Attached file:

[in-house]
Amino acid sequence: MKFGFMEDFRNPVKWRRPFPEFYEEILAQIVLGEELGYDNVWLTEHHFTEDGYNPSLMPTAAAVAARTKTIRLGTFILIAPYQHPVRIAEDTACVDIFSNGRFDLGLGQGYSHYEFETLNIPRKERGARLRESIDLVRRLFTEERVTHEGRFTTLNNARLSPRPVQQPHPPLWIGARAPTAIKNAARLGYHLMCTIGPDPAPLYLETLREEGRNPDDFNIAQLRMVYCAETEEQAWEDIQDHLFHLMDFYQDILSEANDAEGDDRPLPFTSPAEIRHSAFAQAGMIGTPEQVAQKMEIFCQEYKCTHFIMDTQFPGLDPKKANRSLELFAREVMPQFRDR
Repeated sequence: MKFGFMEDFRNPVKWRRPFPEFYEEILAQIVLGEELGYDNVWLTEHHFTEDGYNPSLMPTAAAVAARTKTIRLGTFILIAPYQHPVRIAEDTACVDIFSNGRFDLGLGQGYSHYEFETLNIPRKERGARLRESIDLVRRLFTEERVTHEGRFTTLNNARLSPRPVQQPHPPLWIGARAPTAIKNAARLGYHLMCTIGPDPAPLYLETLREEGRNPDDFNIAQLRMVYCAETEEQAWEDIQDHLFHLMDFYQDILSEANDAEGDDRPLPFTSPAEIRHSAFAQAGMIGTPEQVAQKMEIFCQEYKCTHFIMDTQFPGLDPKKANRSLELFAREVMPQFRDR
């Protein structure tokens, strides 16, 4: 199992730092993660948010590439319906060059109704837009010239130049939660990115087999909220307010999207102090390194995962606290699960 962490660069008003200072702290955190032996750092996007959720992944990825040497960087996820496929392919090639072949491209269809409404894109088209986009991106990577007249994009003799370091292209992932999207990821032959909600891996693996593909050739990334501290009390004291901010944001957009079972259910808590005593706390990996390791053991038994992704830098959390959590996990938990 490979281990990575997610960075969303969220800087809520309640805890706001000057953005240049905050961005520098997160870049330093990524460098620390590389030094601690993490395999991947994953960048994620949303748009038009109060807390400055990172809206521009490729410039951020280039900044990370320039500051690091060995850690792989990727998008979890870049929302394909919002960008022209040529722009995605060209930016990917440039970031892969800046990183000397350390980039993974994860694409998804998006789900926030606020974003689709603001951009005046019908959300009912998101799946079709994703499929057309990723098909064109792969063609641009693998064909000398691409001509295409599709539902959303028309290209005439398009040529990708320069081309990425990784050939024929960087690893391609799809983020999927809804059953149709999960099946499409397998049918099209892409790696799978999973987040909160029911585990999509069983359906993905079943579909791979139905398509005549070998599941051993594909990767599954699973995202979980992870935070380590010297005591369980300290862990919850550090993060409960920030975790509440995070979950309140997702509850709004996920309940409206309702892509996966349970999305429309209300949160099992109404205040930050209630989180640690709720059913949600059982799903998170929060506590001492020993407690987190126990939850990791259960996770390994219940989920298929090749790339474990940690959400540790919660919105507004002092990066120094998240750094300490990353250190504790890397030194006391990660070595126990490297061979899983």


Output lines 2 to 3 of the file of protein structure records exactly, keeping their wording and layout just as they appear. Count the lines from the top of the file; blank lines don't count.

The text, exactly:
Amino acid sequence: MKFGFMEDFRNPVKWRRPFPEFYEEILAQIVLGEELGYDNVWLTEHHFTEDGYNPSLMPTAAAVAARTKTIRLGTFILIAPYQHPVRIAEDTACVDIFSNGRFDLGLGQGYSHYEFETLNIPRKERGARLRESIDLVRRLFTEERVTHEGRFTTLNNARLSPRPVQQPHPPLWIGARAPTAIKNAARLGYHLMCTIGPDPAPLYLETLREEGRNPDDFNIAQLRMVYCAETEEQAWEDIQDHLFHLMDFYQDILSEANDAEGDDRPLPFTSPAEIRHSAFAQAGMIGTPEQVAQKMEIFCQEYKCTHFIMDTQFPGLDPKKANRSLELFAREVMPQFRDR
Repeated sequence: MKFGFMEDFRNPVKWRRPFPEFYEEILAQIVLGEELGYDNVWLTEHHFTEDGYNPSLMPTAAAVAARTKTIRLGTFILIAPYQHPVRIAEDTACVDIFSNGRFDLGLGQGYSHYEFETLNIPRKERGARLRESIDLVRRLFTEERVTHEGRFTTLNNARLSPRPVQQPHPPLWIGARAPTAIKNAARLGYHLMCTIGPDPAPLYLETLREEGRNPDDFNIAQLRMVYCAETEEQAWEDIQDHLFHLMDFYQDILSEANDAEGDDRPLPFTSPAEIRHSAFAQAGMIGTPEQVAQKMEIFCQEYKCTHFIMDTQFPGLDPKKANRSLELFAREVMPQFRDR